Publish the guidance contained in the draft 2022 CDS Directive for CAF Force Posture and Readiness which requires all L1 force generators to provide full and accurate reporting on all CAF force elements verified within no more than 30 days. Verify and track compliance with the guidance through Web SMaRT (Strategic Management and Readiness Tool) and report both the readiness data and L1 compliance to the CDS on a monthly basis.
OPI: SJS DGSER
OCI: RCN, CA, RCAF, CANSOFCOM, CJOC, ADM(IM), CMP, MP Gp
Target Date: March 2024
Deliverable: Web SMaRT records and captures of readiness data on a monthly basis to provide a historical record and accurate current reporting. Monthly L1 compliance. Both data and compliance to be reported to the CDS on a monthly basis.
Action 2.2: Deploy Web SMaRT. A web-based improvement on the current Web SMaRT tool is currently in development and undergoing beta testing. The Web SMaRT tool will assist in collecting readiness data by leveraging modern web design features to guide users through the reporting experience and by removing the subjectivity of certain data using reporting fields with drop-down menus. The tool should also allow for better management and analysis of reporting data by allowing linking of force elements with CAF CONPLANs, operations and other data to understand the impacts of readiness levels on operational commitments, as well as the ability to link the tool to PowerBI analytics software that can generate intuitive graphics-based representation of the data. The Web SMaRT tool will also support more widespread adoption and the delegation of reporting requirements to lower levels which should also allow the capture of more accurate data closer to the source, and to share the burden of reporting. Finally, Web SMaRT will enable analytics for user compliance, enabling both quality control action but also performance reporting on data input. Iterative improvements will also be pursued based on user feedback and senior leader information requirements. Demonstrations and training sessions will be offered to all users to facilitate the proper use of the tool.
OPI: SJS DGSER
OCI: SJS JIIFC, RCN, CA, RCAF, CANSOFCOM, CJOC, ADM(IM), CMP, MP Gp
Target Date: December 2023
Deliverable: Deployment of Web SMaRT reporting tool to all force generators.
Action 2.3: Include monthly readiness data in the L0 dashboard to ensure regular availability and visibility of readiness data with senior leadership.
The L0 dashboard managed by the VCDS provides a snapshot of key departmental data to the DM and CDS, and is available through a restricted access website on the DWAN at any time. Overall CAF readiness as well as eNRF and NRI commitments could be added to this Protected B reporting tool at a sufficient level of detail to provide CAF readiness data to senior leaders that complements the other data contained in the dashboard. This data would need to be manually incorporated at the outset, but SJS is currently exploring how to make this process more automatic using digital tools. Action 1.1 will support ensuring that this data is as accurate and as timely as possible, while the deployment of Web SMaRT and eventual incorporation of PowerBI will allow for more intuitive representations of the data for senior leaders.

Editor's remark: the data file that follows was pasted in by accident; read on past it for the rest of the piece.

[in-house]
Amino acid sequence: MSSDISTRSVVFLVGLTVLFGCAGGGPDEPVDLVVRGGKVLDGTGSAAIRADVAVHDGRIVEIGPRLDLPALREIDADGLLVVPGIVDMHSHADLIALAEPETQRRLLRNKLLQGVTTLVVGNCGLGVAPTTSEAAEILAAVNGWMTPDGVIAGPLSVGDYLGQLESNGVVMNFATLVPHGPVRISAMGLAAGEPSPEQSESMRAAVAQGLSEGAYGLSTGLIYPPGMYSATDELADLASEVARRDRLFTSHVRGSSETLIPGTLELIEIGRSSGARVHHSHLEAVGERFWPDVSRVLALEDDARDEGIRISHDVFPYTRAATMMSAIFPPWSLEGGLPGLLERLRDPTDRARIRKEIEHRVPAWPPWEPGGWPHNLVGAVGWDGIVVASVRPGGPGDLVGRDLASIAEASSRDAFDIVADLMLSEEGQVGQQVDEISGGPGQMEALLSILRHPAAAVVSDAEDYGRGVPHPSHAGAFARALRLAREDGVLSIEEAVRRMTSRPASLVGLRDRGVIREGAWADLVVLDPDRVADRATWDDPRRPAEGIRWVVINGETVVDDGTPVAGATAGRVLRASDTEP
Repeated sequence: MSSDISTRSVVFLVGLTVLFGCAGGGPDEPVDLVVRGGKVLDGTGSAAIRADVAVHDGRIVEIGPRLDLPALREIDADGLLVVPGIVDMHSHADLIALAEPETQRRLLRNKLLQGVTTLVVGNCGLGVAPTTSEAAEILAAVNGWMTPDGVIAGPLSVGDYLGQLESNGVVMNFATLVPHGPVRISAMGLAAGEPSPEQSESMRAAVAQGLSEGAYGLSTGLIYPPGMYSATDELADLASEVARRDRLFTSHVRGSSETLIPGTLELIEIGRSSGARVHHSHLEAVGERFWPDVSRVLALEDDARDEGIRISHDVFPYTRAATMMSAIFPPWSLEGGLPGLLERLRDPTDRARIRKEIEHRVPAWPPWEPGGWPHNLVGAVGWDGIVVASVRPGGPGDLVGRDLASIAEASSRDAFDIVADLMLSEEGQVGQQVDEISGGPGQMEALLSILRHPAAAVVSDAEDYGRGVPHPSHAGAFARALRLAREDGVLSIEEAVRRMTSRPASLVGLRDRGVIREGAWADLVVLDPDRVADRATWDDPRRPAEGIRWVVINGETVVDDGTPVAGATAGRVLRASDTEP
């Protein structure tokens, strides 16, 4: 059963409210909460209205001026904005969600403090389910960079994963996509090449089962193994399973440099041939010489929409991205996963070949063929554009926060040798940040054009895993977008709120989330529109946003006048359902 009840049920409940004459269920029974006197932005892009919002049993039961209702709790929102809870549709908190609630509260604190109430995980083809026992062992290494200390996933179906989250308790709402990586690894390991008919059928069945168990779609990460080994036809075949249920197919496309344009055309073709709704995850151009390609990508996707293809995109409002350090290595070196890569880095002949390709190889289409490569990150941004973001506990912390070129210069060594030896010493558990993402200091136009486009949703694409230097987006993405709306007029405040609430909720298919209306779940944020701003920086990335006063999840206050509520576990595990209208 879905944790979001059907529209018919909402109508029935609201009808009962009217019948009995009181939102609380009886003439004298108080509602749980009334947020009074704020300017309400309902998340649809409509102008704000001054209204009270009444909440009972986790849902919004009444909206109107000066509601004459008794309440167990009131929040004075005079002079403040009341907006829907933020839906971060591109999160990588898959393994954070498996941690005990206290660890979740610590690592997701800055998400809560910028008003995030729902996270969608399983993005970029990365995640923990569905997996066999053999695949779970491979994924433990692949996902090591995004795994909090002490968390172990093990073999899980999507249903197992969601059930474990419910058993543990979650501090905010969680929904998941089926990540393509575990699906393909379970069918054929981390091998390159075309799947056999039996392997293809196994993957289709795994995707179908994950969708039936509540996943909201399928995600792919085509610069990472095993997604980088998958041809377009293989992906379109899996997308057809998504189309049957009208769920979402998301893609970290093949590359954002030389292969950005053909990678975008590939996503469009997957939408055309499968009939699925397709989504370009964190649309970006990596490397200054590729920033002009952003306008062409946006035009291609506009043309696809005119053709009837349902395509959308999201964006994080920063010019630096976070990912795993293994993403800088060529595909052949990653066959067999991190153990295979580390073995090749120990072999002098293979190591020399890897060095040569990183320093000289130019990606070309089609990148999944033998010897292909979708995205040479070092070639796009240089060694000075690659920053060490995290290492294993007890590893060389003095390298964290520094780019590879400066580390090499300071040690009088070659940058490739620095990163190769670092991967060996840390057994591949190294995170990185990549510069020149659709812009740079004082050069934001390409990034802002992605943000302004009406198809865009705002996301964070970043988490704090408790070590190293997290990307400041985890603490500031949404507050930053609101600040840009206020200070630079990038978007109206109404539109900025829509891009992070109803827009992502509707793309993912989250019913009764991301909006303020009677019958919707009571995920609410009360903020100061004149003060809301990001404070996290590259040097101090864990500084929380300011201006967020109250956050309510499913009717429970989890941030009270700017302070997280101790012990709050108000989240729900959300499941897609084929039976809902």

OPI: SJS DGSER
Target Date: Monthly, starting March 2023
Deliverable: CAF and eNRF/NRI Readiness data is published to the L0 dashboard on a monthly basis
Action 2.4: Incorporate Readiness requirements in DEFENCEX.
DEFENCEX will provide the long-term replacement for the Defence Resource Management Information System (DRMIS) and is anticipated to begin providing functionality to the department in 2027. DEFENCEX will be a significant evolution on DRMIS in that it is envisioned to play a larger role in data-driven, evidence-based decision support. It will also eventually replace Web SMaRT as the system of record for readiness data collection and analysis. While work has already begun to incorporate the requirements to collect and analyze readiness data as a part of this system and use it to support readiness-related decision making, it will be important to further formalize this requirement as a business process within the DEFENCEX statement of requirements as the project moves into the definition phase. The statement of requirements is expected to be completed by the end of the definition phases, currently targeted for December 2024.
OPI: ADM(DIA) and SJS
OCI: CFO, VCDS
Target Date: January 2025
Deliverable: Readiness incorporated as a Business Process within the DEFENCEX Statement of Requirements to enable the development and provision of readiness decision support and analysis functions.